Unfortunately, I’m not as lucky as all the other auto journalists in the industry. I still haven’t driven the illustrious Ford Maverick. Not for lack of trying, but the opportunity just has yet to present itself; maybe Ford’s annoyed at my contrarian-ass stance when the trucklet first dropped, and I was confident that it was going to be more of an Internet Car—a niche vehicle whose appeal was limited only to Weird Car Twitter folks—and not any kind of mainstream success.
Well, I’m eating those words, obviously. The new Ford Maverick is a hit. Hampered by supply issues as it has been, it’s still a sales success, outpacing stuff like the Nissan Frontier and Ford’s own Ranger in Q3. The styling isn’t the most convincing to me, but I can’t deny the 40+ MPG package of a right-sized, not very expensive truck. Turns out that lots of folks agree.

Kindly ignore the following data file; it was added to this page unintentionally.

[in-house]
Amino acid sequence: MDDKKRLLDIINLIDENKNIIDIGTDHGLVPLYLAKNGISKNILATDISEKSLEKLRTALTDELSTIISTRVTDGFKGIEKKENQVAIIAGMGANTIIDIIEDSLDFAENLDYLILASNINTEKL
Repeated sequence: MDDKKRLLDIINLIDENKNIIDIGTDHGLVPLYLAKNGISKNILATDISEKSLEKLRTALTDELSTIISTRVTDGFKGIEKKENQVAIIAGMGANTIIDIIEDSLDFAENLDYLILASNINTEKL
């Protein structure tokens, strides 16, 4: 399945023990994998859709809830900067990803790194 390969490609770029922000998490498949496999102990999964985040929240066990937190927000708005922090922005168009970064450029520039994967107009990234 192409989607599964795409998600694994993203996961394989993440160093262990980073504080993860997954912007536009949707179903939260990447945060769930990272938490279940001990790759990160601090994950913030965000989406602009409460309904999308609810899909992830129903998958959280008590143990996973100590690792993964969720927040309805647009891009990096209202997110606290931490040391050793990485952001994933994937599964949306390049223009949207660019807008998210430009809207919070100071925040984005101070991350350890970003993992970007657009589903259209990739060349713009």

So I bought one. Kind of. And maybe a bit accidentally. But now I think I need to get comfortable because I’ll be waiting for a while.
I walked onto the showroom to take a gander at a Maverick Hybrid, only for the salesman to tell me that they don’t have a demo to drive, only a lone customer car that can’t be driven on the road due to the fact that if I wrecked it, it would be months to replace this already sold unit. Not to lose a potential sale though, glibly, the salesman asked “You wanna order one? No strings attached,” he said.
So, on a random Thursday in June, a Ford salesman entered my driver’s license into the Ford ordering system, and we sat down and spec’d out a Maverick Hybrid piece by piece, in a method similar to picking out mesmerize cologne and Skin So Soft lotion from an Avon catalog. I shook the man’s hand and let my information go into the ether.
And then, I forgot about it. Order books for the 2022 Maverick had already closed when I ordered, but the salesman assured me I’d be right at the top of the line when the 2023 list opened up. I wrote somewhere that the list did open up, and barely a week later, Ford closed them again. “Eh, I don’t think my order actually went in, I haven’t even driven the thing or put any money down,” I thought.